The aim of this study was to identify agronomic, ecological and sociocultural factors that could be modified to reduce the risk of aflatoxin contamination of peanuts from western Kenya. Presence of fungi within section Flavi of the genus Aspergillus and levels of total aflatoxin were determined for 436 peanut samples from the Busia and Homa bay districts. A total of 1458 cultures of Aspergillus flavus or A. parasiticus isolated from the samples were assayed for production of aflatoxin B1, B2, G1 and G2. Associations among the incidences of fungal species, incidences of samples with ≥10 μg kg−1 aflatoxin, production of specific aflatoxin types and various agronomic, ecological and sociocultural factors were modelled with chi-squared and logistic regression methods. The predominant species were A. flavus L-strain (78% incidence), A. flavus S-strain (68%) and A. niger (65%). Occurrence of A. caelatus, A. alliaceus and A. tamarii in Kenya was also documented. Samples from the Busia district were three times (odds ratio = 3·01) as likely to contain ≥10 μg kg−1 of total aflatoxin as were samples from the Homa bay district, while samples containing A. flavus S-strain were 96% more likely to exceed this threshold compared with samples from which this fungus was not isolated. Grading, planting improved cultivars and membership of a producer marketing group were negatively associated with the incidence of A. flavus, while crop rotation was negatively correlated with the incidence of B aflatoxins. These sociocultural factors can be modified to reduce the risk of peanut contamination with aflatoxin.
Fungal contamination is a major safety concern for many crops including peanuts cultivated in eastern and southern Africa (Siame & Nawa, 2008). Common fungal contaminants of peanuts include Aspergillus, Penicillium, Rhizopus and Fusarium species (Gachomo et al., 2004; Youssef et al., 2008). Most of these fungi produce mycotoxins such as aflatoxin, ochratoxin, zearalenone and cyclopiazonic acid, of which aflatoxin has received the most attention due to its associated health concerns. Not surprisingly, studies addressing fungal contamination of foods in Kenya have focused on aflatoxin contamination of maize, following outbreaks of aflatoxicosis in the eastern parts of the country (Lewis et al., 2005; Probst et al., 2007; Okioma, 2008), and the significance of maize as the national staple.
Aflatoxins are produced mainly by A. flavus, A. parasiticus and to a lesser extent, A. nomius (Dorner, 2002; Vaamonde et al., 2003), which are within section Flavi of the genus Aspergillus (Klich, 2002; Horn, 2007). As many as 16 aflatoxin types have been identified but the most common and naturally occurring are aflatoxins B1, B2, G1 and G2, of which B1 is the most common and potent (Stoloff et al., 1991). Aspergillus flavus and A. parasiticus are ubiquitous fungi that can colonize many crops including maize, peanuts and tree nuts (Hill et al., 1985; Diener et al., 1987; Gachomo et al., 2004). Aspergillus flavus, which is considered the main source of aflatoxin in most commodities, produces the B aflatoxins while A. parasiticus produces both the B and G aflatoxins. Even though not commonly isolated, A. nomius, which has morphological characteristics similar to those of A. flavus, produces both aflatoxin B and G (Vaamonde et al., 2003).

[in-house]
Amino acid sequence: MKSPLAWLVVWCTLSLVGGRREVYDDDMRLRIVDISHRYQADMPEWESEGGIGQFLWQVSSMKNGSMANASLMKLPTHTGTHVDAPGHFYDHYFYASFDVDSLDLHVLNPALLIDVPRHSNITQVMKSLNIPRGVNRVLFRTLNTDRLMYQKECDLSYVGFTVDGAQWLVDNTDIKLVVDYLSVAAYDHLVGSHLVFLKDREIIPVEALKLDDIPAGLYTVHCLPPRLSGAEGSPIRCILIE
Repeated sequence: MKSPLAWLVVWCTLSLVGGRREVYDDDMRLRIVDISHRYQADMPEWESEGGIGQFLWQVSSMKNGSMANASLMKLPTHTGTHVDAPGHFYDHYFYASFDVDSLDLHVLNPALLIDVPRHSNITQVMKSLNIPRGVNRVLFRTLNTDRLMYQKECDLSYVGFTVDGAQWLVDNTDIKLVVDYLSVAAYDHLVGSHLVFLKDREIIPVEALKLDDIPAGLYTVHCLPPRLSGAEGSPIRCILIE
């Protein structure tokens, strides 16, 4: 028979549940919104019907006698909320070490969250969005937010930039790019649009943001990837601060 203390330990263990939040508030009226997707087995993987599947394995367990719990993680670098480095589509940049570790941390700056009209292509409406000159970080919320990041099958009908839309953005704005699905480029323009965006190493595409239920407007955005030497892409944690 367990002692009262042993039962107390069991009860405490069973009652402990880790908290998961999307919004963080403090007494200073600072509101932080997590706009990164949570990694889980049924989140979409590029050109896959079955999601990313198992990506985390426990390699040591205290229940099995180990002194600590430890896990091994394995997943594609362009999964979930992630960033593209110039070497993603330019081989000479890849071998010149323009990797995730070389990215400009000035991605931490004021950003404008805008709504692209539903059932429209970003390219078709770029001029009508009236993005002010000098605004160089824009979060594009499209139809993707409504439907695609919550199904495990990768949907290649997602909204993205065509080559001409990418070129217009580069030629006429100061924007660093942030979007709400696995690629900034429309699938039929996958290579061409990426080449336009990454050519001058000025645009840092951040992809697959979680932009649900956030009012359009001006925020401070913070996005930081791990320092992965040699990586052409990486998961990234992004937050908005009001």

Aspergillus flavus has two distinctive morphological types, the S-strain that is characterized by colonies with sparse mycelia on agar media and production of numerous sclerotia with a diameter of <400 μm, and the L-strain that produces fewer but larger sclerotia (Horn & Dorner, 1998; Cotty & Cardwell, 1999). Recent studies (Probst et al., 2007; Okioma, 2008) have implicated A. flavus S-strains in the production of high levels of aflatoxin in maize in the drought-prone parts of eastern Kenya, which resulted in lethal outbreaks of aflatoxicosis that claimed the lives of over 150 people between 2004 and 2006. Probst et al. (2010) characterized the community structure of Aspergillus section Flavi in maize and soil samples from the aflatoxicosis hotspots and confirmed the S-strain to be the predominant strain, and that a large percentage of the L-strain population was atoxigenic. A recent study of the prevalence of aflatoxin contamination of peanuts from western Kenya showed that peanut samples from the wet, more humid Busia district were more likely to be contaminated than those from the drier Homa bay district (Mutegi et al., 2009), although the composition of fungal species contaminating peanuts and their toxin production profiles was not characterized. Thus, it is not known whether A. flavus S-strain is the predominant contaminant and source of aflatoxin in peanuts, as is the case in maize. Moreover, while A. flavus is still the main source of aflatoxin in peanuts, colonization of peanuts by A. parasiticus is more common than in other crops (Diener et al., 1987), and production of the B aflatoxin types can vary widely among A. flavus isolates from different locations and substrates (Horn & Dorner, 1998, 1999; Probst et al., 2010). There is a need, therefore, to identify the Aspergillus species responsible for the aflatoxin detected in peanut samples in western Kenya.